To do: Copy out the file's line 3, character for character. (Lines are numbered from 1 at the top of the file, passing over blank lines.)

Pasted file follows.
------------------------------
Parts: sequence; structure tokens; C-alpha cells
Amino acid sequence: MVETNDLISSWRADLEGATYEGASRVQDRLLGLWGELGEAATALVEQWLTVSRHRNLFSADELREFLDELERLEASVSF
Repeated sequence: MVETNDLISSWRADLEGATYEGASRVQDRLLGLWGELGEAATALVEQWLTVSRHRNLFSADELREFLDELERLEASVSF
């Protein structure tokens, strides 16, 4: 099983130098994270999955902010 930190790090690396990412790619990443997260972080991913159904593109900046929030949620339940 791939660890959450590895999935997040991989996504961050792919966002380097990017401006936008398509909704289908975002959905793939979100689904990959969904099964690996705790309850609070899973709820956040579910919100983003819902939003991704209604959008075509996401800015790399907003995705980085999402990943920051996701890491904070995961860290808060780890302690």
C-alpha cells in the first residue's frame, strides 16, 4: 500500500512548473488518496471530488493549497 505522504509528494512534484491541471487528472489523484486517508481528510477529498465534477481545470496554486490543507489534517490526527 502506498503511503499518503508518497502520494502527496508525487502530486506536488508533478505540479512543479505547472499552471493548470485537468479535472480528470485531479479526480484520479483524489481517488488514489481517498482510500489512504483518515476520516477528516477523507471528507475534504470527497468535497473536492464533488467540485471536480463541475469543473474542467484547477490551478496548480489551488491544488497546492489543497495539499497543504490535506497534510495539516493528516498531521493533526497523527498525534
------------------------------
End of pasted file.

Repeated sequence: MVETNDLISSWRADLEGATYEGASRVQDRLLGLWGELGEAATALVEQWLTVSRHRNLFSADELREFLDELERLEASVSF